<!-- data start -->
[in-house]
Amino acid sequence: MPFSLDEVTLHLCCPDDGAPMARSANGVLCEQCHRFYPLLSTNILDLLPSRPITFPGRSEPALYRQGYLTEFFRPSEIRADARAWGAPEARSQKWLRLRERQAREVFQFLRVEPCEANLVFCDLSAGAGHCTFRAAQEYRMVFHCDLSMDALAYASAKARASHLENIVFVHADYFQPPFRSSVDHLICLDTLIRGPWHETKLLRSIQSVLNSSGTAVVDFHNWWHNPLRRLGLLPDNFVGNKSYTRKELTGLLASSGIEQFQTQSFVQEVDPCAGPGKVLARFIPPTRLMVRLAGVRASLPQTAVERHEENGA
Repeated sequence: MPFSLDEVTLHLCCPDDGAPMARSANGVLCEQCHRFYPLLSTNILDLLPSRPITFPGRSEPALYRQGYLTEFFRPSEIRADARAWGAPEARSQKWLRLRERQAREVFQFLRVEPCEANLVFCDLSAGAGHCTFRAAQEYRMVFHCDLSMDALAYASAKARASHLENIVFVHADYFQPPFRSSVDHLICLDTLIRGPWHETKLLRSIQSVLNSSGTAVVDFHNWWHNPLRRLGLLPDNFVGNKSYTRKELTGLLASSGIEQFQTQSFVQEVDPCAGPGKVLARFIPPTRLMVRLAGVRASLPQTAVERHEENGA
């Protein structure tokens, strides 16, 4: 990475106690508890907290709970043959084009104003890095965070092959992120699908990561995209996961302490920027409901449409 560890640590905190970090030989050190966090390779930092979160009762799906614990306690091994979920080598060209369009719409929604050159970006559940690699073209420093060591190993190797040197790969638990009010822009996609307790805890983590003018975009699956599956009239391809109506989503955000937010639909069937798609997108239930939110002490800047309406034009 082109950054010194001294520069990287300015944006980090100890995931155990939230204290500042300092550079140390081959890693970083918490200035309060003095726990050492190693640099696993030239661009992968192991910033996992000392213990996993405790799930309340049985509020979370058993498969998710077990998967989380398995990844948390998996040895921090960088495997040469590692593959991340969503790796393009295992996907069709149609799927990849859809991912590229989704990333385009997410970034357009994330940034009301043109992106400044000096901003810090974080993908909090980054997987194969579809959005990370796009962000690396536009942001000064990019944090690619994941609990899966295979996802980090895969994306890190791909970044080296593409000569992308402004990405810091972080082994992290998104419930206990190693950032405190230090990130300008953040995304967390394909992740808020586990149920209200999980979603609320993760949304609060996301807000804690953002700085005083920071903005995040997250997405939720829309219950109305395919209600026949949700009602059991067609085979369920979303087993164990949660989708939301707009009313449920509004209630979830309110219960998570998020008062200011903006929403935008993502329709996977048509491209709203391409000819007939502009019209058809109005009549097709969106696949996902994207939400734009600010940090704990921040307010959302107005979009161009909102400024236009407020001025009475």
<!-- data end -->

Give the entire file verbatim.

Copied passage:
[in-house]
Amino acid sequence: MPFSLDEVTLHLCCPDDGAPMARSANGVLCEQCHRFYPLLSTNILDLLPSRPITFPGRSEPALYRQGYLTEFFRPSEIRADARAWGAPEARSQKWLRLRERQAREVFQFLRVEPCEANLVFCDLSAGAGHCTFRAAQEYRMVFHCDLSMDALAYASAKARASHLENIVFVHADYFQPPFRSSVDHLICLDTLIRGPWHETKLLRSIQSVLNSSGTAVVDFHNWWHNPLRRLGLLPDNFVGNKSYTRKELTGLLASSGIEQFQTQSFVQEVDPCAGPGKVLARFIPPTRLMVRLAGVRASLPQTAVERHEENGA
Repeated sequence: MPFSLDEVTLHLCCPDDGAPMARSANGVLCEQCHRFYPLLSTNILDLLPSRPITFPGRSEPALYRQGYLTEFFRPSEIRADARAWGAPEARSQKWLRLRERQAREVFQFLRVEPCEANLVFCDLSAGAGHCTFRAAQEYRMVFHCDLSMDALAYASAKARASHLENIVFVHADYFQPPFRSSVDHLICLDTLIRGPWHETKLLRSIQSVLNSSGTAVVDFHNWWHNPLRRLGLLPDNFVGNKSYTRKELTGLLASSGIEQFQTQSFVQEVDPCAGPGKVLARFIPPTRLMVRLAGVRASLPQTAVERHEENGA
């Protein structure tokens, strides 16, 4: 990475106690508890907290709970043959084009104003890095965070092959992120699908990561995209996961302490920027409901449409 560890640590905190970090030989050190966090390779930092979160009762799906614990306690091994979920080598060209369009719409929604050159970006559940690699073209420093060591190993190797040197790969638990009010822009996609307790805890983590003018975009699956599956009239391809109506989503955000937010639909069937798609997108239930939110002490800047309406034009 082109950054010194001294520069990287300015944006980090100890995931155990939230204290500042300092550079140390081959890693970083918490200035309060003095726990050492190693640099696993030239661009992968192991910033996992000392213990996993405790799930309340049985509020979370058993498969998710077990998967989380398995990844948390998996040895921090960088495997040469590692593959991340969503790796393009295992996907069709149609799927990849859809991912590229989704990333385009997410970034357009994330940034009301043109992106400044000096901003810090974080993908909090980054997987194969579809959005990370796009962000690396536009942001000064990019944090690619994941609990899966295979996802980090895969994306890190791909970044080296593409000569992308402004990405810091972080082994992290998104419930206990190693950032405190230090990130300008953040995304967390394909992740808020586990149920209200999980979603609320993760949304609060996301807000804690953002700085005083920071903005995040997250997405939720829309219950109305395919209600026949949700009602059991067609085979369920979303087993164990949660989708939301707009009313449920509004209630979830309110219960998570998020008062200011903006929403935008993502329709996977048509491209709203391409000819007939502009019209058809109005009549097709969106696949996902994207939400734009600010940090704990921040307010959302107005979009161009909102400024236009407020001025009475």